A recent Los Angeles Times article details the mad rush to file workers compensation claims in California by professional athletes following the passage of legislation barring claims by athletes from team outside California. Prior to the passage of AB 1309 professional athletes that played for teams outside of California could file a workers compensation claim in California if they had played just one game in California. Professional athletes have chosen to file their workers compensation claims in California in the past because California is one of the few states that allow claims for injury caused by cumulative trauma.
Cumulative injuries are those that occur over time and sometimes take years to reveal themselves.
For example injuries to knees and hips that cause the need for a total knee or hip replacement take many years to medically manifest the disability and the need for medical care. Similarly, high velocity bodily impacts like football blocks and tackles cause brain traumas such as dementia, and ultimately death, but not until tens of years after sports employment ends. All along, the team has known that the player will eventually require a total knee or hip replacement, a wheelchair, or even assisted living care. Yet, after AB1309 the team walks away free of liability transferring the cost of care to the player or, in most cases, taxpayer supported programs.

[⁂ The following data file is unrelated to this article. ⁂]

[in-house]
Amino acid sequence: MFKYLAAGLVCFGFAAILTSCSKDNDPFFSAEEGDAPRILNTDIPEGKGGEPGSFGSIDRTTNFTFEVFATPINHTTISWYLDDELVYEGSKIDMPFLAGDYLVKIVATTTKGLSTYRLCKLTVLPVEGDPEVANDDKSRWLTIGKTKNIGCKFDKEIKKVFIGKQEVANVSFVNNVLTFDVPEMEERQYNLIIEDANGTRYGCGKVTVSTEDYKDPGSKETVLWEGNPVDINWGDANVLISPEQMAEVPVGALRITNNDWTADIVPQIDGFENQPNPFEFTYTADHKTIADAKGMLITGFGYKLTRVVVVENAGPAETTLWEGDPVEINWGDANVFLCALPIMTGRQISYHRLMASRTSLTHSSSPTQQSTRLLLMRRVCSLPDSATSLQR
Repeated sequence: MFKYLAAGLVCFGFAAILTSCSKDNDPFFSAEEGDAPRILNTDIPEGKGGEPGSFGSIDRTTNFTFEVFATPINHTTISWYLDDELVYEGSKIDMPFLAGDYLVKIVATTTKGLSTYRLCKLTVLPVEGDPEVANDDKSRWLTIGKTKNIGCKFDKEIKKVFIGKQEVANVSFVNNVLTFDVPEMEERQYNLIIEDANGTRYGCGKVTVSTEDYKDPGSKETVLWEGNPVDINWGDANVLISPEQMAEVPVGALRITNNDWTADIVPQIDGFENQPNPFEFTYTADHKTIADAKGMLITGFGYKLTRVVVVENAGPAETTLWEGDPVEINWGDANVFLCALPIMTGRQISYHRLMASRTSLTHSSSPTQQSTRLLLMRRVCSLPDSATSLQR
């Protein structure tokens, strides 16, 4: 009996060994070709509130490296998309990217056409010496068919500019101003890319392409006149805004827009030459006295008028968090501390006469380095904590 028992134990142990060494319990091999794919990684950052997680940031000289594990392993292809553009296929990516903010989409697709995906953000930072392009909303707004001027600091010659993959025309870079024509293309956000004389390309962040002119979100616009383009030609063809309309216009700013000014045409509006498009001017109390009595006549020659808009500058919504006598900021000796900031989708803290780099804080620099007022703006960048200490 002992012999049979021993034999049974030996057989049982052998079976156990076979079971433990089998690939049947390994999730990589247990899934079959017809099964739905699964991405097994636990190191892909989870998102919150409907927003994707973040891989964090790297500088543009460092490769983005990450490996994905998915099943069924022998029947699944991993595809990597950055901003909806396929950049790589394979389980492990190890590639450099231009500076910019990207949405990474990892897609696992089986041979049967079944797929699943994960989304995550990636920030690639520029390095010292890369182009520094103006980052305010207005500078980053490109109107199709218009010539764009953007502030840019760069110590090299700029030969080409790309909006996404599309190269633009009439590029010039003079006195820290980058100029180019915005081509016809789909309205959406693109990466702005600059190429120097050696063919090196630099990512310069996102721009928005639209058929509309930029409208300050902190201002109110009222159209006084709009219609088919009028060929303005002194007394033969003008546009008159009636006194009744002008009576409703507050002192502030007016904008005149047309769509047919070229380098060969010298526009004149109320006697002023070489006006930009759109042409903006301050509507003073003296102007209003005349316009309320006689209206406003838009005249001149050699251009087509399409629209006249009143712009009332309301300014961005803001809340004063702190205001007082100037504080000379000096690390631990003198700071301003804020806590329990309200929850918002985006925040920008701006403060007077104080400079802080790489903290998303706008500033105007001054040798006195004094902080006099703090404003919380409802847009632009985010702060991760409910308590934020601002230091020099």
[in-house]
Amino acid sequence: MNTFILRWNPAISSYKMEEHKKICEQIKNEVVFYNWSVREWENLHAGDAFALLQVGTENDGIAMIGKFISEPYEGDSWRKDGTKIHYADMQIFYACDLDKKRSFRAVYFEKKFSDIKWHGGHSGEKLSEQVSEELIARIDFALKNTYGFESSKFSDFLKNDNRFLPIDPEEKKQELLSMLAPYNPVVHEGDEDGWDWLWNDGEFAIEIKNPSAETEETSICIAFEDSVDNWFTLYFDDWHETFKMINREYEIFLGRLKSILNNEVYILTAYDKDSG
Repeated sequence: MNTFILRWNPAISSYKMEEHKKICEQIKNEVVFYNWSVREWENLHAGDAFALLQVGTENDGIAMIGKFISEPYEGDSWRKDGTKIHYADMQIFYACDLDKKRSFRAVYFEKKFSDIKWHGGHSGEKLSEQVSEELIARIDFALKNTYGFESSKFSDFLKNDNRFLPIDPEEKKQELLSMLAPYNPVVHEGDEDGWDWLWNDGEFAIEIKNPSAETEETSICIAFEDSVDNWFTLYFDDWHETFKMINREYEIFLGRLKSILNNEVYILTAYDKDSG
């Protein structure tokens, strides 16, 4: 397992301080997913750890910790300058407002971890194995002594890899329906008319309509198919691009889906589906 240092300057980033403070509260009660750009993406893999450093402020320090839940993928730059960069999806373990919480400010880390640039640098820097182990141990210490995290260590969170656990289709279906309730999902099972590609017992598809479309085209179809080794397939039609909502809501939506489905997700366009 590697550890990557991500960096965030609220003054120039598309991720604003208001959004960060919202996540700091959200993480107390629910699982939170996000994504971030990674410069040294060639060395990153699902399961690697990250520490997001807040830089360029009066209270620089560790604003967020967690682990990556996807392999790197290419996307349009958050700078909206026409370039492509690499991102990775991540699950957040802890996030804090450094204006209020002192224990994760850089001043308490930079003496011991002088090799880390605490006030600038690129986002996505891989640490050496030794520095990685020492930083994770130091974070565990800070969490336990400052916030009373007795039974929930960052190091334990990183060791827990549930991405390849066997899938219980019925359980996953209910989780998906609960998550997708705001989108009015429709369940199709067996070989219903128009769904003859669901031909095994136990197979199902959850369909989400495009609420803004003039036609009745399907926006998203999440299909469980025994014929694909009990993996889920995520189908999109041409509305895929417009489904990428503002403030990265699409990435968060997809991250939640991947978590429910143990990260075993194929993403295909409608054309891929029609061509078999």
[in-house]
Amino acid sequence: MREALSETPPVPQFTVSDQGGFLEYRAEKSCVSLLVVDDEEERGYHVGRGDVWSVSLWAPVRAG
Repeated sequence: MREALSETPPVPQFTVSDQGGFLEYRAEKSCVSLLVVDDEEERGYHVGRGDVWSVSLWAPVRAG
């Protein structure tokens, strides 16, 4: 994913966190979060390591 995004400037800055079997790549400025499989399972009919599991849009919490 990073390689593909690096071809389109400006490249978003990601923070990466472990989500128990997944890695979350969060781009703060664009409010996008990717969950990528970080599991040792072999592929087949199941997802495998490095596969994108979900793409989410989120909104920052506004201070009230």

AB 1309 became effective on September 15, 2013. In the first two weeks of September, current and retired players filed 569 claims against NFL franchises, 283 claims against Major League Baseball clubs, 113 against National Hockey League teams and 79 against NBA squads. That is 1064 claims filed in two weeks, compared to 1,070 claims filed for the entire year of 2012.